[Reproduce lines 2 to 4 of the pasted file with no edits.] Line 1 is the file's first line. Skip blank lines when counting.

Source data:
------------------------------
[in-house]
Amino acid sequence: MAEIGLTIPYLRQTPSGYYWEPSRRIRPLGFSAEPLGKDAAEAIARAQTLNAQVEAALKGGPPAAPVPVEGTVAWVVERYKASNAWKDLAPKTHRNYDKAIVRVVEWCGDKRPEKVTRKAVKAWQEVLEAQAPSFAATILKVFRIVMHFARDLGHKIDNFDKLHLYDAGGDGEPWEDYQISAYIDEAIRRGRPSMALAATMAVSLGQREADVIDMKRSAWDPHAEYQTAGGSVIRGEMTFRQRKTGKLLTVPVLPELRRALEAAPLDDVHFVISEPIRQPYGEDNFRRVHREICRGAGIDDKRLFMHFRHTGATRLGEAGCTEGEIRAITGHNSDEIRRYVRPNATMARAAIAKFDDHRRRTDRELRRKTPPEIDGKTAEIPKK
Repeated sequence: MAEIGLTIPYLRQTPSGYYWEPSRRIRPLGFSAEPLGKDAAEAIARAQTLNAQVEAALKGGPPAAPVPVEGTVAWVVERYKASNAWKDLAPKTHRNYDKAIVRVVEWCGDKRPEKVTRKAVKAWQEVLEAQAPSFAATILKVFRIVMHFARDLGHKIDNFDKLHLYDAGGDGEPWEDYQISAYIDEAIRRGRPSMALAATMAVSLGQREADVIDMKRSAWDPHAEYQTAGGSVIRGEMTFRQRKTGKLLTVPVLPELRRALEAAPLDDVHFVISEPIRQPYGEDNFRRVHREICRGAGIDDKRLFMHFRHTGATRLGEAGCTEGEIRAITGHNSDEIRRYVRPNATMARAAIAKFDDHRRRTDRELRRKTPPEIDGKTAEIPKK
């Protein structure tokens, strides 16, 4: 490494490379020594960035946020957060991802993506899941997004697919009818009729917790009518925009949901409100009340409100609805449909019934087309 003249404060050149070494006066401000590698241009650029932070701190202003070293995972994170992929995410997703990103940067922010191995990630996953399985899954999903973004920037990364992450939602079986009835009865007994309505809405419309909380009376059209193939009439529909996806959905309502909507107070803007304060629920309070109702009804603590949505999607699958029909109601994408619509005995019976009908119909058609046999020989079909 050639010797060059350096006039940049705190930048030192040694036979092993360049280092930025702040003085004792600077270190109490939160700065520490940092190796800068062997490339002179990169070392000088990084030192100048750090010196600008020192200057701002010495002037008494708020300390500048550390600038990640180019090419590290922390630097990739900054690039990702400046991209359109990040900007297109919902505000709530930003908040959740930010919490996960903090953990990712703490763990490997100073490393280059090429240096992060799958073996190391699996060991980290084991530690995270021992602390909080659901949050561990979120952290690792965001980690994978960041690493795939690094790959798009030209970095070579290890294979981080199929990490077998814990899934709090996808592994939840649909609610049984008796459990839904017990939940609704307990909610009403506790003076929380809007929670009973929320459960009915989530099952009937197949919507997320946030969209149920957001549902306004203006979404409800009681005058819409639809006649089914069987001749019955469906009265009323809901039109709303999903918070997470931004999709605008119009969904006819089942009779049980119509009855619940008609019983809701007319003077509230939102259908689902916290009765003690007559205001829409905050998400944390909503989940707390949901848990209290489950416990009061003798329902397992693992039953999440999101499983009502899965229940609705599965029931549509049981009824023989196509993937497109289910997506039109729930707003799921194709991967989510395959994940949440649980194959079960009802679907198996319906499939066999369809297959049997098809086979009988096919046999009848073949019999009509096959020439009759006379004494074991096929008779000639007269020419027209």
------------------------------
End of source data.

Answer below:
Amino acid sequence: MAEIGLTIPYLRQTPSGYYWEPSRRIRPLGFSAEPLGKDAAEAIARAQTLNAQVEAALKGGPPAAPVPVEGTVAWVVERYKASNAWKDLAPKTHRNYDKAIVRVVEWCGDKRPEKVTRKAVKAWQEVLEAQAPSFAATILKVFRIVMHFARDLGHKIDNFDKLHLYDAGGDGEPWEDYQISAYIDEAIRRGRPSMALAATMAVSLGQREADVIDMKRSAWDPHAEYQTAGGSVIRGEMTFRQRKTGKLLTVPVLPELRRALEAAPLDDVHFVISEPIRQPYGEDNFRRVHREICRGAGIDDKRLFMHFRHTGATRLGEAGCTEGEIRAITGHNSDEIRRYVRPNATMARAAIAKFDDHRRRTDRELRRKTPPEIDGKTAEIPKK
Repeated sequence: MAEIGLTIPYLRQTPSGYYWEPSRRIRPLGFSAEPLGKDAAEAIARAQTLNAQVEAALKGGPPAAPVPVEGTVAWVVERYKASNAWKDLAPKTHRNYDKAIVRVVEWCGDKRPEKVTRKAVKAWQEVLEAQAPSFAATILKVFRIVMHFARDLGHKIDNFDKLHLYDAGGDGEPWEDYQISAYIDEAIRRGRPSMALAATMAVSLGQREADVIDMKRSAWDPHAEYQTAGGSVIRGEMTFRQRKTGKLLTVPVLPELRRALEAAPLDDVHFVISEPIRQPYGEDNFRRVHREICRGAGIDDKRLFMHFRHTGATRLGEAGCTEGEIRAITGHNSDEIRRYVRPNATMARAAIAKFDDHRRRTDRELRRKTPPEIDGKTAEIPKK
């Protein structure tokens, strides 16, 4: 490494490379020594960035946020957060991802993506899941997004697919009818009729917790009518925009949901409100009340409100609805449909019934087309 003249404060050149070494006066401000590698241009650029932070701190202003070293995972994170992929995410997703990103940067922010191995990630996953399985899954999903973004920037990364992450939602079986009835009865007994309505809405419309909380009376059209193939009439529909996806959905309502909507107070803007304060629920309070109702009804603590949505999607699958029909109601994408619509005995019976009908119909058609046999020989079909 050639010797060059350096006039940049705190930048030192040694036979092993360049280092930025702040003085004792600077270190109490939160700065520490940092190796800068062997490339002179990169070392000088990084030192100048750090010196600008020192200057701002010495002037008494708020300390500048550390600038990640180019090419590290922390630097990739900054690039990702400046991209359109990040900007297109919902505000709530930003908040959740930010919490996960903090953990990712703490763990490997100073490393280059090429240096992060799958073996190391699996060991980290084991530690995270021992602390909080659901949050561990979120952290690792965001980690994978960041690493795939690094790959798009030209970095070579290890294979981080199929990490077998814990899934709090996808592994939840649909609610049984008796459990839904017990939940609704307990909610009403506790003076929380809007929670009973929320459960009915989530099952009937197949919507997320946030969209149920957001549902306004203006979404409800009681005058819409639809006649089914069987001749019955469906009265009323809901039109709303999903918070997470931004999709605008119009969904006819089942009779049980119509009855619940008609019983809701007319003077509230939102259908689902916290009765003690007559205001829409905050998400944390909503989940707390949901848990209290489950416990009061003798329902397992693992039953999440999101499983009502899965229940609705599965029931549509049981009824023989196509993937497109289910997506039109729930707003799921194709991967989510395959994940949440649980194959079960009802679907198996319906499939066999369809297959049997098809086979009988096919046999009848073949019999009509096959020439009759006379004494074991096929008779000639007269020419027209």